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Accounting & Audit

Ernst & Young study finds that oil and gas producers are building up historic oil reserves

U.S. oil and gas producers, including some in Tulsa, are spending billions to develop historic levels of new reserves despite a downturn in profits due to lower natural gas prices, according to a study released Tuesday by national accounting firm Ernst & Young's oil and gas division.

June 05 — U.S. oil and gas producers, including some in Tulsa, are spending billions to develop historic levels of new reserves despite a downturn in profits due to lower natural gas prices, according to a study released Tuesday by national accounting firm Ernst & Young’s oil and gas division.

The study showed how dozens of upstream energy companies handled capital expenditures and developed proved reserves. Among those included in the study were Tulsa-based WPX Energy Inc. and Laredo Petroleum Holdings Inc., as well as those that have a strong Tulsa presence, such as Apache Corp. and QEP Resources.

All those companies are working hard to offset the impact of low natural gas prices by increasing the oil mix in their drilling efforts.

“We have grown reserves by investing in oil projects, primarily the Permian Basin” of west Texas, Laredo Chief Financial Officer Rick Buterbaugh said. The Permian is where Laredo has taken its “expertise into proven areas for oil development and applied new techniques that enable us to efficiently extract oil from the shales.”

Overall, according to Ernst & Young, U.S. oil and gas producers significantly increased exploration, development and acquisition spending in 2012 despite a 58 percent decline in after-tax profit. Total capital expenditures for the 50 companies hit $185.6 billion — highest in the study’s seven-year history.

WPX Energy, which was spun off from Williams Cos. Inc. and taken public 17 months ago, also increased its oil and gas drilling stakes for 2012 and this year.

“Last year we invested $1.5 billion on drilling and development activity,” WPX spokeswoman Kim Averill said. “In the process, we increased our oil production in North Dakota by 98 percent and our natural gas volumes in Pennsylvania by 320 percent.

“All told, we participated in a total of 548 new oil and gas wells across the United States last year. We also reported proved domestic reserves of nearly 4.5 trillion cubic feet equivalent.”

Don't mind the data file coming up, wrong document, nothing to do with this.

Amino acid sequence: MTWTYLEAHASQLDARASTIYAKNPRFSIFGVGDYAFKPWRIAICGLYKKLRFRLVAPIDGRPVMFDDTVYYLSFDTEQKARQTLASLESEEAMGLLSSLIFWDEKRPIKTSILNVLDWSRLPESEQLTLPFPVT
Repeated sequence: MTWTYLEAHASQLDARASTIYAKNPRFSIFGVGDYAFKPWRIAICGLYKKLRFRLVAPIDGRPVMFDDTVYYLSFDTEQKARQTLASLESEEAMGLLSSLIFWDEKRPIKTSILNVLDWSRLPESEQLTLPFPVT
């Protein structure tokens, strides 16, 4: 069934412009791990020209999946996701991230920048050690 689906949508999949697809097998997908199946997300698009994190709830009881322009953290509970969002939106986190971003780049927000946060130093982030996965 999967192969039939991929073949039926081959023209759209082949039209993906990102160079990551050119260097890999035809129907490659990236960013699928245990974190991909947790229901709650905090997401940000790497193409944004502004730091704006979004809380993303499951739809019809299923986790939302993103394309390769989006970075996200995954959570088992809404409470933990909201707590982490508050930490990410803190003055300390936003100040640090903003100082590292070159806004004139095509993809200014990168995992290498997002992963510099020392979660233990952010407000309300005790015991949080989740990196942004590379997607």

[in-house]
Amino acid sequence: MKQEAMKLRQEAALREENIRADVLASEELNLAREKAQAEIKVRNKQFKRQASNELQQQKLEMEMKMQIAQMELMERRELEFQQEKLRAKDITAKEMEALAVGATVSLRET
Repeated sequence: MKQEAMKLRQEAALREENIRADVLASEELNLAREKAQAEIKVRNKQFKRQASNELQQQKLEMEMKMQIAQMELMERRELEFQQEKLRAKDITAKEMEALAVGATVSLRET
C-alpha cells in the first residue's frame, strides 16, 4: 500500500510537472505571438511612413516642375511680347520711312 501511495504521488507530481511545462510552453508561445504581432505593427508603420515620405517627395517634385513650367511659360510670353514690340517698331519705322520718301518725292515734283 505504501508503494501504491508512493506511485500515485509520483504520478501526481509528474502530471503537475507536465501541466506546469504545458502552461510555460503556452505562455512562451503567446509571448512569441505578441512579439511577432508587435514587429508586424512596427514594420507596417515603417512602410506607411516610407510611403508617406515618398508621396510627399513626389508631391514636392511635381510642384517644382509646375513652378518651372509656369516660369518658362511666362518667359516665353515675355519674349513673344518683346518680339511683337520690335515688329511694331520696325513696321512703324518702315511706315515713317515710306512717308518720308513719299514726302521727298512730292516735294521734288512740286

Apache and QEP Resources are based in Houston and Denver, respectively, but maintain Tulsa offices. The companies combined invested more than $11 billion on U.S. operations last year, according to the study.

Apache and QEP also drill in the Granite Wash tight-sands play of western Oklahoma and the Texas Panhandle. Overall, Ernst & Young noted that increased tight oil and liquids activity drove exploration and development spending to $26.3 billion and $103.4 billion last year, respectively.

“The increased exploration and development spending we’re seeing in this year’s study speaks to the incredible opportunity unfolding in tight oil from shale formations and the high cost of developing these unconventional resources,” Marcela Donadio, Ernst & Young’s leader for Americas Oil and Gas, said in a statement. “Everyone wants in and they are paying a premium to play.”

The fall in natural gas and natural gas liquids prices, however, forced many companies to take accounting write-downs in the most recent quarters. The 7 percent rise in oil and gas production could not offset the $26.4 billion in property impairments due to low prices.

WPX reported a $116 million net loss in the first quarter of 2013 despite a 31 percent increase in oil revenue from the same period a year ago. Laredo’s first-quarter net income fell to $1.41 million from $26.2 million same time last year, despite higher revenue.

The U.S. drilling upsurge among the 50 companies in the study rose to 23.2 billion barrels for 2012. They elevated their oil production replacement rate to 258 percent, according to the study.

“For years, people said the industry would struggle to replace U.S. oil reserves,” Donadio said. “The steady rise in extensions and discoveries as well as oil production replacement rates changes that story.”

 

Tulsa oil and gas producers

Company U.S. revenue U.S. oil reserves U.S. gas reserves Total U.S. capital expenditures

WPX Energy* $2.09 billion 186.9 million barrels 3.37 TCF $1.27 billion

Laredo Petroleum* $583.6 million 98.1 million 0.54 TCF $953 million

Apache Corp.** $6.23 billion 893.3 million 3.19 TCF $9.24 billion

QEP Resources** $1.39 billion 218.9 million 2.62 TCF $2.73 billion

— Tulsa-based company. ** Outside company with Tulsa offices. Source: Ernst & Young Oil and Gas Study

 

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